Crisp air, clear skies—no wonder autumn is marathon season. But if you consider competing in such a race off the table because you’ve never run before, reconsider! Surprising new research shows you can start at 50+ and soon be as fast and fit as folks who’ve been training since their teens.
A study conducted at Manchester Metropolitan University in England compared longtime competitive runners with those who started at midlife and found both groups had about 17 percent less body fat and 12 percent greater muscle mass in their legs than the control group of inactive adults. And when it came to races, members of both groups had similar finishing times.
The Right Way to Run
Interestingly, a large majority of the relatively new runners in the study were women. “I encourage women to start at any age, even if they’ve never run before,” says certified running coach Gordon Bakoulis, who finished among the top 10 women in the New York City Marathon—twice! “It’s fun, accessible, and requires little equipment beyond proper running shoes.”
It’s also excellent exercise, whether you aim to compete or not. A 160-pound woman can burn 564 calories an hour jogging at five mph, compared to 511 calories for an hour of high-impact aerobics. “As well as being great for weight loss and cardiovascular fitness, running adds impact, which helps bone density,” points out Linda Melone, CSCS, founder of AgelessAfter50.com.
As with any new physical activity, get clearance from your doctor “to rule out any cardiovascular issues and potential joint or foot problems that could compromise you,” reminds Melone. Then:
- Get properly fitted for real running shoes. Any old sneakers will not do. “The right running shoes for you may be as much as full size larger than your everyday shoes to ensure toes aren’t compressed,” says Bakoulis, adding, “Support and cushioning are also important, but heavier shoes and thicker/wider soles aren’t always better—it all depends on your foot type.”
- Walk before you run. In addition to a walking warmup, it’s wise to intersperse periods of walking with your run. “It’s common among older runners to do too much, too soon—especially if they were athletic in their younger days—only to get discouraged, exhausted, injured, or all the above,” says Bakoulis. “A run/walk plan, where you alternate running and walking in a pattern that feels manageable for a total of 15 to 30 minutes, is healthier than trying to hold a steady run pace.”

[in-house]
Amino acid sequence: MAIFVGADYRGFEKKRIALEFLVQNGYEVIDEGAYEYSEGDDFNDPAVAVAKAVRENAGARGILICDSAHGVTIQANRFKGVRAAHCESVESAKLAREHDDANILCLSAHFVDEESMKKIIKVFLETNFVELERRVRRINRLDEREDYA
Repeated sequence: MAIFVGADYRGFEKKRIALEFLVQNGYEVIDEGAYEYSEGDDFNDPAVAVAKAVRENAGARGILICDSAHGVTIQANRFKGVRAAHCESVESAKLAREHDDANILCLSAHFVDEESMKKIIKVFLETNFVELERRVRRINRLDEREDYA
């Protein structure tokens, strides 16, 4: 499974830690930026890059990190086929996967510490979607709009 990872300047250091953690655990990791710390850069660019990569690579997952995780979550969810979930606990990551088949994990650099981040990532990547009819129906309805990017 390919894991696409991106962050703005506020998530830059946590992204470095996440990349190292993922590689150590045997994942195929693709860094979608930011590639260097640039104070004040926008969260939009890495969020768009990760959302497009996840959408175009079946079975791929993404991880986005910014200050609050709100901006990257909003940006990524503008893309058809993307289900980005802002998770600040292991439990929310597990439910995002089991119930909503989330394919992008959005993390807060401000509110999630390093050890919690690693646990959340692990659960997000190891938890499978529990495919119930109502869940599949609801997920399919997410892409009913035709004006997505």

- Maintain good form. Hit the ground with your foot directly under your body. Keep your upper body erect yet relaxed, arms swinging from the shoulder, and eyes on the ground 10 to 20 feet ahead. To keep a healthy pace, take the talk test. “You should always be able to have a conversation, even on hills,” says Bakoulis.
- Expect soreness, avoid injuries. Yup, you’re bound to “feel it” the day after a run at first. To lessen soreness and mild inflammation, run on soft surfaces, and take it easy in terms of mileage, pace, and frequency (three days a week to start). And Melone reminds: “Don’t neglect your strength training and balance exercises, which go a long way to reduce running injuries.”
- Get a group. For motivation, camaraderie, and the benefit of others’ experiences, nothing beats a running group. “There are running clubs all over the country for people of all ages, backgrounds, and abilities,” says Bakoulis. “Many will be newbies like you who are eager to connect.”